Life Lessons From A Fern

I recently spent a long weekend with a friend in her new home. When I arrived I was thrilled to see all the beautiful trees and birds in her yard. Majestic live oaks and tall pine trees; cardinals and blue jays – I was in my element. I quickly spotted one of my favorite plants covering the sturdy branches of a very old live oak tree – the resurrection fern.  Recent rains had brought many of these little ferns back to life after a dry winter.

One of the reasons that I love this little fern is because it has an amazing ability to overcome the harsh, dry conditions of winter. How does it do that? It dies – or at least appears to be dead. The dry conditions desiccate the fronds of the fern and they shrivel and become brown, giving the appearance of death.

 

Appearances can be deceiving. To the untrained eye, these little plants appear to be dead; however, they are anything BUT that. Indeed, with just a little bit of rain or humidity, they spring forth from apparent death into refreshing life.

This little plant enamors me because it provides the perfect analogy of the difficult times in my life and my daily struggle with mental illness. Depression, anxiety and relentless mood swings easily overwhelm me and seem to suck the very life out of me. Much like those desiccated ferns, I feel that my hope has dried up; that I have become lifeless. The harsh conditions bring me to a place where all seems lost.

Through the lens of mental illness, death appears to be much more inviting than the pain of living through these hopeless dry seasons. Naturally, from that dry place of hopelessness, it is not difficult to come to a point of desiring nothing but death.

In Ezekiel 37, God brings the prophet to the Valley of Dry Bones – a place of death and complete hopelessness. The purpose of bringing him to such a place was so that God could show Ezekiel that even from such places of death and despair, life can be brought forth.  Even when all we see seems to be dead, like the resurrection fern, God has the power to raise new life from the most hopeless conditions.

The most difficult hurdle of mental illness is seeing outside of the mire that we are in – finding hope in the apparent hopelessness of our circumstances. Today, I am here, on the side of life, to encourage you that there IS hope. The power of healing rain is on the way and new life will spring forth for you.

Ezekiel 37:5 – “This is what the Sovereign Lord says to these bones: I will make breath enter you, and you will come to life.”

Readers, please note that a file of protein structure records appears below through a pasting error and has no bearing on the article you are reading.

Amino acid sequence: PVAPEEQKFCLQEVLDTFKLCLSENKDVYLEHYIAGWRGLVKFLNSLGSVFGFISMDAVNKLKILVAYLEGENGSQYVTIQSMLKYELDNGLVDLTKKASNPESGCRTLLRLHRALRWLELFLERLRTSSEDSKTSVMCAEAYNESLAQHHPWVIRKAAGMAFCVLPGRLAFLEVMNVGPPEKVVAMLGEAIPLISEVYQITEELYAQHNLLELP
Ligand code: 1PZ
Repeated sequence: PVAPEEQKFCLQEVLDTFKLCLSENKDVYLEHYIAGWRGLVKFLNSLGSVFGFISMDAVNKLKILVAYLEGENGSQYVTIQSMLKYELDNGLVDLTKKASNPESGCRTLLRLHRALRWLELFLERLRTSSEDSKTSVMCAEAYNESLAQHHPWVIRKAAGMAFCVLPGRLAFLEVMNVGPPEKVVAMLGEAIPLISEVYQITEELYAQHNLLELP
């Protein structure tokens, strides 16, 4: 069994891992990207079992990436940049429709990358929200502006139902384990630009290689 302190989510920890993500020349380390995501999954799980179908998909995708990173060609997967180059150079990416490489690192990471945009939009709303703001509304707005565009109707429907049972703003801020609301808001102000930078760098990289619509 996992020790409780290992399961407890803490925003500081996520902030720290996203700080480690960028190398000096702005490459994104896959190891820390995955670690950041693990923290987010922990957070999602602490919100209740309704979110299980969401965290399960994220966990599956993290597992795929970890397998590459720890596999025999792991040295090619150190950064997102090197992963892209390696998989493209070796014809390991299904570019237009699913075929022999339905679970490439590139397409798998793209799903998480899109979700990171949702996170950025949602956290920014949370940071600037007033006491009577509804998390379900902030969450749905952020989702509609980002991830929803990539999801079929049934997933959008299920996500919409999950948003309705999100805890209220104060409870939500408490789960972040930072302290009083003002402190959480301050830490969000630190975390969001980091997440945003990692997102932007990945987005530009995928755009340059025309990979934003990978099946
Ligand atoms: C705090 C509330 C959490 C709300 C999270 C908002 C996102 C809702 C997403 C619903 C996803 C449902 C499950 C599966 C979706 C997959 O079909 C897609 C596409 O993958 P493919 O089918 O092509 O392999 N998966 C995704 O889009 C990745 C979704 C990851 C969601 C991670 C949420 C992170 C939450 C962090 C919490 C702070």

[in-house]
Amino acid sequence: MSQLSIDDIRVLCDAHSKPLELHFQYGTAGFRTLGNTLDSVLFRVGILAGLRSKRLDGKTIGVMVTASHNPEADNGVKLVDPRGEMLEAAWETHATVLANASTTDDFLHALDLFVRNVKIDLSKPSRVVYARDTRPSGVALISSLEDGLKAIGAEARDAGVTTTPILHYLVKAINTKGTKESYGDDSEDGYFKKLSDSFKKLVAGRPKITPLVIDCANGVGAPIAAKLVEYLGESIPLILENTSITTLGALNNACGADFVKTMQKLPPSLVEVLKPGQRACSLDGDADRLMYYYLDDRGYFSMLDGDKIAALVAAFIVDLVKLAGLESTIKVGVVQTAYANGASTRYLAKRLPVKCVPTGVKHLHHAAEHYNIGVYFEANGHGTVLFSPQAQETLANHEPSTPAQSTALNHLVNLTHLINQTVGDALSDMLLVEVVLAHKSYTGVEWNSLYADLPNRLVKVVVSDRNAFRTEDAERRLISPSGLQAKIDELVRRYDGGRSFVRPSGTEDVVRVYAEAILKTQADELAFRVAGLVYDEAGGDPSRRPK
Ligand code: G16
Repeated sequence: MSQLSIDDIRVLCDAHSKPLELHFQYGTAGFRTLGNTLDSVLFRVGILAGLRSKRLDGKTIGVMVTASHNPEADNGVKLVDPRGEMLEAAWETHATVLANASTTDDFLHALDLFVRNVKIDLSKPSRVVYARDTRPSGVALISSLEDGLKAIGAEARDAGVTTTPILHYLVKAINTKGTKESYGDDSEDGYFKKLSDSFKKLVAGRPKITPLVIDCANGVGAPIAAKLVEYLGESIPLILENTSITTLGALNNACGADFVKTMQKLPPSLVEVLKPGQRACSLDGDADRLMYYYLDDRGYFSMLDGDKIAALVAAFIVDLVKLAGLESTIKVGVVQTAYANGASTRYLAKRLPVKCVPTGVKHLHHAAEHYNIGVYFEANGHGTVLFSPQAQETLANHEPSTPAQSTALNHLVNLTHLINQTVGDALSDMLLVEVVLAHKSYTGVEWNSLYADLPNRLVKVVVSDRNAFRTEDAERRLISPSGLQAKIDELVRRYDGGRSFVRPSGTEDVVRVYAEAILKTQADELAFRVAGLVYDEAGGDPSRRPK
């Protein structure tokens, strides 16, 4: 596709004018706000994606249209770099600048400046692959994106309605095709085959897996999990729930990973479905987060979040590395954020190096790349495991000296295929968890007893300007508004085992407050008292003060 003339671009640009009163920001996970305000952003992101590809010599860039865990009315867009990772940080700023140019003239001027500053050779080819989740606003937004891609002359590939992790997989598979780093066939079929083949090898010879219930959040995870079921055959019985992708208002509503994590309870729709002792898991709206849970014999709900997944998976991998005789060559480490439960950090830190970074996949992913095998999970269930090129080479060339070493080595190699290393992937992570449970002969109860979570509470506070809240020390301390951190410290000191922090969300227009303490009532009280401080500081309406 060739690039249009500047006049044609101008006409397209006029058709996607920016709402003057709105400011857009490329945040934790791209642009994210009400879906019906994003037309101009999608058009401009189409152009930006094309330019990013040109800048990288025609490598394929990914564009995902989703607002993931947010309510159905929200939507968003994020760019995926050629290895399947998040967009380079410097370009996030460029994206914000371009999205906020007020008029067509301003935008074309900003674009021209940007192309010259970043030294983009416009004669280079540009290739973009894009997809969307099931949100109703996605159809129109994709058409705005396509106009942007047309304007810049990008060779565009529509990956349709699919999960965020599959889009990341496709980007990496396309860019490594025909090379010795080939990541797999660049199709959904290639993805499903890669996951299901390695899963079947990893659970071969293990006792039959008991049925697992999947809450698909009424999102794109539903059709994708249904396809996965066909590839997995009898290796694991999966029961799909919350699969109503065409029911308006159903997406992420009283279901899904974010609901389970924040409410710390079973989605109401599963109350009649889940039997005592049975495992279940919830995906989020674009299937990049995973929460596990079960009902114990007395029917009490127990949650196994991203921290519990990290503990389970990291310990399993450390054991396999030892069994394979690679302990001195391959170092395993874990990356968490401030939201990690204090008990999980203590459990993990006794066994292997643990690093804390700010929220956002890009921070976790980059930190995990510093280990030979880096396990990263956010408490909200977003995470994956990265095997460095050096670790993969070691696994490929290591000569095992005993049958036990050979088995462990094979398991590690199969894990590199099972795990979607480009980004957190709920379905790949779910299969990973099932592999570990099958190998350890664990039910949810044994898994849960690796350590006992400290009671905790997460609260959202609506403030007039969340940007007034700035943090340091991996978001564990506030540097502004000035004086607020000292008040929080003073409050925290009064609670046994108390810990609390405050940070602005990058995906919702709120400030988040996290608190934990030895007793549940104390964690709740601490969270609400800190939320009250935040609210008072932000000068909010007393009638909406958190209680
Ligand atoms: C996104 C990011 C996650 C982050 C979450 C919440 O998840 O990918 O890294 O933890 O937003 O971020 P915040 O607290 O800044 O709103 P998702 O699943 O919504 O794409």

www.theclinicalchristian.com


Raised in the Midwest, Molly Messer discovered writing as a way of coping with a tumultuous life resulting from an unstable family, sexual abuse and assault, trauma, and a genetic predisposition to mental illness. Molly has had extensive technical writing experience in the environmental field. However, her passion is to share relatable stories and information in ways that encourage and inspire others. Her insatiable desire to learn and teach combined with transparency and deep compassion for others, enables her to reach out in unique ways through the written word. She started her first blog in 2012 (www.godmycomfort.wordpress.com) with the desire to find joy in the midst of sorrow after her father’s diagnosis of terminal cancer. She recently started to write blogs for The Clinical Christian delving into the challenges of mental illness and stigma related to mental health both inside and outside the church.

 

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Molly Messer

Raised in the Midwest, Molly Messer discovered writing as a way of coping with a tumultuous life resulting from an unstable family, sexual abuse and assault, trauma, and a genetic predisposition to mental illness. Molly has had extensive technical writing experience in the environmental field. However, her passion is to share relatable stories and information in ways that encourage and inspire others. Her insatiable desire to learn and teach combined with transparency and deep compassion for others, enables her to reach out in unique ways through the written word. She started her first blog in 2012 (www.godmycomfort.wordpress.com) with the desire to find joy in the midst of sorrow after her father’s diagnosis of terminal cancer. She recently started to write blogs for The Clinical Christian delving into the challenges of mental illness and stigma related to mental health both inside and outside the church.


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